The Java Specification Participation Agreement
Another important part of the JCP, which I have not mentioned so far, is the Java Specification Participation Agreement (JSPA, pdf). This is significant because it covers the intellectual property (IP) rights associated with JSR specifications. Initially, the JCP did not provide any way for independent implementations of JSRs so there was no ability to produce open source versions.
At JavaOne in 2002, the big announcement was that the Apache Software Foundation (ASF) was joining the Java SE/EE EC. It was also announced that all current and future JSRs led by Sun would be made available under a license that allowed for open source implementations.
Section 5 of the new JSPA covered outbound IP and ensured that the specification lead granted a perpetual, royalty-free, irrevocable license for copyrights and patents covering the specification to anyone who wished to create an independent implementation of the specification. In order to qualify for this, the implementation would have to fully implement the specification, not modify, subset or superset the specification and pass the TCK.
Harmony Strikes the Wrong Chord
For some years the JCP ran smoothly with a wide variety of JSRs submitted, specifications written and both commercial and open source implementations created.
On September 30th, 2004 Java 2 SE 5.0 was launched. This included significant changes to the Java language syntax and also changed the numbering scheme of Java once again. To indicate the level of change to the platform the release number was moved forward to 5.0. Through the JCP, the release contents were specified in JSR 176, which was an “umbrella” JSR. This specification defined contents that also included elements specified by other JSRs, for example generic types from JSR 14, annotations from JSR 175, etc.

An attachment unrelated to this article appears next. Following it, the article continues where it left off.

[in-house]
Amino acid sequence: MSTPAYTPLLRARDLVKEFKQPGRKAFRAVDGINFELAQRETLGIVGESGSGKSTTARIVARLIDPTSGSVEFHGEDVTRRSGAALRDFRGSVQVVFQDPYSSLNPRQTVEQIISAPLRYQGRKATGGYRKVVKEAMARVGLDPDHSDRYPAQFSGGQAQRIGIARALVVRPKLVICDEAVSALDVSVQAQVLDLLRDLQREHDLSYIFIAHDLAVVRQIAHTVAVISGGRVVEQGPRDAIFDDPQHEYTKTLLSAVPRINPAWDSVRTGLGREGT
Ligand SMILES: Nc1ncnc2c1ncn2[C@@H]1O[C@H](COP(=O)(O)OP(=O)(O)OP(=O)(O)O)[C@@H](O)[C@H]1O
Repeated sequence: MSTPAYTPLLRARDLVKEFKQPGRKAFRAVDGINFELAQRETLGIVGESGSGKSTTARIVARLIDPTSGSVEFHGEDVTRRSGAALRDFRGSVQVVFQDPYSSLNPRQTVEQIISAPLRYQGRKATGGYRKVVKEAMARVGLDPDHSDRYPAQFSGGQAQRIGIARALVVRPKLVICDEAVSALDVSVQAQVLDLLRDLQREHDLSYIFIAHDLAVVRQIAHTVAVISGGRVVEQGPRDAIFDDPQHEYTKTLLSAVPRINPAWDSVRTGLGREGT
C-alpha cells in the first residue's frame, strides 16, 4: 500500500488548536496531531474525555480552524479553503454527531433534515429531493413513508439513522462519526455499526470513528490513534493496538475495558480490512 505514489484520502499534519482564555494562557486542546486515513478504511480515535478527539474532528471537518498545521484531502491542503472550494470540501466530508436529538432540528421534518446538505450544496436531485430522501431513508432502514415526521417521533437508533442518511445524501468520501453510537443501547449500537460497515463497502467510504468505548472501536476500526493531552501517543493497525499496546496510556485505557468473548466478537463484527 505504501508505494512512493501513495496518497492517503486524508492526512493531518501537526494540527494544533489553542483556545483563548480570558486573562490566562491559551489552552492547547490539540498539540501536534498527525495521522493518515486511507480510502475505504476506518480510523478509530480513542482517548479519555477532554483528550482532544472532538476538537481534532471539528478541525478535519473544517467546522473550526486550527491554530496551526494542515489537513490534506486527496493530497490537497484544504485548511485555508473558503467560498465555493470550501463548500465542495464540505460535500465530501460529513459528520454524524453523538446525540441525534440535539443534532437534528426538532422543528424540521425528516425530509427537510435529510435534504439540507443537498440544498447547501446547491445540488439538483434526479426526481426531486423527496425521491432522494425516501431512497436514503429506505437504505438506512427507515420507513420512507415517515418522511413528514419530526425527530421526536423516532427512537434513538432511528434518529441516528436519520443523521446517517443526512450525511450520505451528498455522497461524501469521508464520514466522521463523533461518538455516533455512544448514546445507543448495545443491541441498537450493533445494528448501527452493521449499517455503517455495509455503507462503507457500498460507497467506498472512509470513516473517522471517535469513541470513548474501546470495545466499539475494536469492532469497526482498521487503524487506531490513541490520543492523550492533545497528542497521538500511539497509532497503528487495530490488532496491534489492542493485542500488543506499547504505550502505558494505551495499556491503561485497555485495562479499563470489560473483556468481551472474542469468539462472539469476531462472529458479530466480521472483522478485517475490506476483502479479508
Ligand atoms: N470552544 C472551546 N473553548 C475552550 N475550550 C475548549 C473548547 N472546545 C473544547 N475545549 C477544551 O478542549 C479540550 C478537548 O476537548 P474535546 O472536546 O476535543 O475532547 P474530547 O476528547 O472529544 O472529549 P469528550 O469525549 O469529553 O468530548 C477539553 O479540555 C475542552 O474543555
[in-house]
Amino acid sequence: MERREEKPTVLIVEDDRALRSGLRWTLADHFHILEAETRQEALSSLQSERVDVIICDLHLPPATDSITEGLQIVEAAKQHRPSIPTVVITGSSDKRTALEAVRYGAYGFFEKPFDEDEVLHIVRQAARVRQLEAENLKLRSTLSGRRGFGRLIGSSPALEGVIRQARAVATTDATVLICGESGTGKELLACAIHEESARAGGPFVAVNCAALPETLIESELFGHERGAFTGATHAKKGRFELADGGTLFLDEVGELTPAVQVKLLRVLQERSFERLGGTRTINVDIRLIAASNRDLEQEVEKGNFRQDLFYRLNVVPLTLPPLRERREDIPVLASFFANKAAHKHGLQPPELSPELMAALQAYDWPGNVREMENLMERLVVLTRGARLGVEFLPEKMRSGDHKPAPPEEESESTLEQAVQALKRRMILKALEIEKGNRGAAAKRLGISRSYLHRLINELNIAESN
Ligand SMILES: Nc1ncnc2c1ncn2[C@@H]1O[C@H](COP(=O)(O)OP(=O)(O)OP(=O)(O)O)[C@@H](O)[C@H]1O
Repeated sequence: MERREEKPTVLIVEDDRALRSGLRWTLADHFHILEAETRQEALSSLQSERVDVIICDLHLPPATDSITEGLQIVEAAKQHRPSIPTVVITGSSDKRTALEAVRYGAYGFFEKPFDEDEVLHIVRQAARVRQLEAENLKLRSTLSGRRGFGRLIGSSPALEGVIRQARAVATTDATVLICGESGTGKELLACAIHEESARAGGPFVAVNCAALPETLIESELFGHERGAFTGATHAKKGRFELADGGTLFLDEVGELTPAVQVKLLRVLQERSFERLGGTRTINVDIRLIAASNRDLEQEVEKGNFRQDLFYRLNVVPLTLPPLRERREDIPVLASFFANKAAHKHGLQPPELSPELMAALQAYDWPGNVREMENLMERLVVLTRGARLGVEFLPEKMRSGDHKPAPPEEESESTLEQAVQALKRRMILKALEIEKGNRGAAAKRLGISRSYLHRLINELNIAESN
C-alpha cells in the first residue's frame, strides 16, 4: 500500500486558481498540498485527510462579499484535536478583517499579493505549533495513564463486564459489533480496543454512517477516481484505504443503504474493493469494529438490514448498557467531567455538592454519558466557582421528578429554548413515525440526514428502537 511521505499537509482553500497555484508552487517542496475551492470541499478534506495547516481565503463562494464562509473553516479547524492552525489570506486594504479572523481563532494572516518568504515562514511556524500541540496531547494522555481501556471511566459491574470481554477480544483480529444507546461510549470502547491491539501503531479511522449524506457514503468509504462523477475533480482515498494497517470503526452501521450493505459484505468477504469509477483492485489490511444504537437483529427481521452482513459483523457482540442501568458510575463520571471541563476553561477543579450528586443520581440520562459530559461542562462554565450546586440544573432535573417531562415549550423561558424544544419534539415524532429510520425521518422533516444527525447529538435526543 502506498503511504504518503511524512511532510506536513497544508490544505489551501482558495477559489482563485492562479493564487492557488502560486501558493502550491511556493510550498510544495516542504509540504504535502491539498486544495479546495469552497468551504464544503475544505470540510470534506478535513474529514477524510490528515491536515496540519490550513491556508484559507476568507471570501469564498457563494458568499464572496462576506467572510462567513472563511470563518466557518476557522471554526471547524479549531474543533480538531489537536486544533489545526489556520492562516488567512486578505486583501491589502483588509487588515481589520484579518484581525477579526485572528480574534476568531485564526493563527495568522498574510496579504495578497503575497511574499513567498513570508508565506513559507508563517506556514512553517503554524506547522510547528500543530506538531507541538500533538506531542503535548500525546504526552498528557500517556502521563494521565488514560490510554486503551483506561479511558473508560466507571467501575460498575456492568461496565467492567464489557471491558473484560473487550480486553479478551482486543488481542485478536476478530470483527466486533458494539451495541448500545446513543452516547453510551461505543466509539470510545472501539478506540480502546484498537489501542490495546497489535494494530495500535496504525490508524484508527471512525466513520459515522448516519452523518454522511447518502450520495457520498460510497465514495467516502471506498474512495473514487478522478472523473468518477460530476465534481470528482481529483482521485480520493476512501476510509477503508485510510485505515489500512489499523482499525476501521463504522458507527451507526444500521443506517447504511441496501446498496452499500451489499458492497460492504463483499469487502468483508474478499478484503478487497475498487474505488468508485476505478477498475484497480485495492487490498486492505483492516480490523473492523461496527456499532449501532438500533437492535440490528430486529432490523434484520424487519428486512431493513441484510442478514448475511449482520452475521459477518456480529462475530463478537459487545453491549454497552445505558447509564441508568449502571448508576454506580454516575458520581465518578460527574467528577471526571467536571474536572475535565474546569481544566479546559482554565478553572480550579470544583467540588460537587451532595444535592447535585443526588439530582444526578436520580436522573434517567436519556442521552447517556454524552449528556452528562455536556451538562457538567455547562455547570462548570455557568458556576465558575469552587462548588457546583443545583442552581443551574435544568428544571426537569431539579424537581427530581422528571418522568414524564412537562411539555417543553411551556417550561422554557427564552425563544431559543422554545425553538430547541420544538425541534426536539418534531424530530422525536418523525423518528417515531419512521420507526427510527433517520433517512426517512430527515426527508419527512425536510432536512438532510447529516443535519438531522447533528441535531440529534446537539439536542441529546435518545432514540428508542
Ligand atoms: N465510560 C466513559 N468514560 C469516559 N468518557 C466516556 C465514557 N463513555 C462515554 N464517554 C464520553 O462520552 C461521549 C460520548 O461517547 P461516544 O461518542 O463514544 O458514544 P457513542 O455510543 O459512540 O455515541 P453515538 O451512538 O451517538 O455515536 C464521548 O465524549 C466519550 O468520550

Then things got more complicated.
Enter Project Harmony
In May of the following year, a new incubator project was created by the ASF whose goal was “architecting and implementing J2SE 5”. This was known as Project Harmony. For some time prior to this announcement proponents of Free and Open Source Software (FOSS) had wanted the source code of Java to be freely available with an open source license. Sun had resisted this call for a variety of reasons; not least of which was the sheer amount of work that due diligence would require to enable them to release the source code under an open source license, but also, as we’ll see, because of how Sun made money from Java.
Since Java’s specifications were freely available from the JCP, in theory, it would be possible to produce a “clean room” implementation that could be distributed free of Sun’s binary licensing terms. The most significant of these was the Field-of-Use (FoU) restriction. The FoU essentially said that Java could be used freely (i.e. without paying Sun a licensing fee) as long as it was used on “General Purpose Desktop Computers and Servers”.
At this time, the only place that Sun made any revenue directly from Java was licensing Java Card (a tiny subset of Java that ran in only a few kilobytes of RAM) and Java 2 ME, which was used by mobile phone manufacturers. Sun wanted to protect this (not insignificant) revenue stream.